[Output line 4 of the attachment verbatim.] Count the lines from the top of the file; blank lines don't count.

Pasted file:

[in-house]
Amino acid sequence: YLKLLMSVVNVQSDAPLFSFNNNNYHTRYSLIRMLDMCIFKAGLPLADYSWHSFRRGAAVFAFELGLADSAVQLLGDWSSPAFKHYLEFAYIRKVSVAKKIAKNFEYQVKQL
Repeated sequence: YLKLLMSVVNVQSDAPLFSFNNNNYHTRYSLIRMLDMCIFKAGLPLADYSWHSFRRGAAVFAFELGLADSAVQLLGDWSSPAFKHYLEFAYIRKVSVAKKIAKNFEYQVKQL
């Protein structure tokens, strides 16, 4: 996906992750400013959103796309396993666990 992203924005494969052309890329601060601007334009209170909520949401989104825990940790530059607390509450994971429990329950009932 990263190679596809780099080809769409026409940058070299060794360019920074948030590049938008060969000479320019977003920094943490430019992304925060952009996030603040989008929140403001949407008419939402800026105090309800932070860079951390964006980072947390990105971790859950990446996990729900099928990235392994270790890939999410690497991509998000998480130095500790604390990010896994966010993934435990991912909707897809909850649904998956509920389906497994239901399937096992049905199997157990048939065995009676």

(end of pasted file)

């Protein structure tokens, strides 16, 4: 996906992750400013959103796309396993666990 992203924005494969052309890329601060601007334009209170909520949401989104825990940790530059607390509450994971429990329950009932 990263190679596809780099080809769409026409940058070299060794360019920074948030590049938008060969000479320019977003920094943490430019992304925060952009996030603040989008929140403001949407008419939402800026105090309800932070860079951390964006980072947390990105971790859950990446996990729900099928990235392994270790890939999410690497991509998000998480130095500790604390990010896994966010993934435990991912909707897809909850649904998956509920389906497994239901399937096992049905199997157990048939065995009676």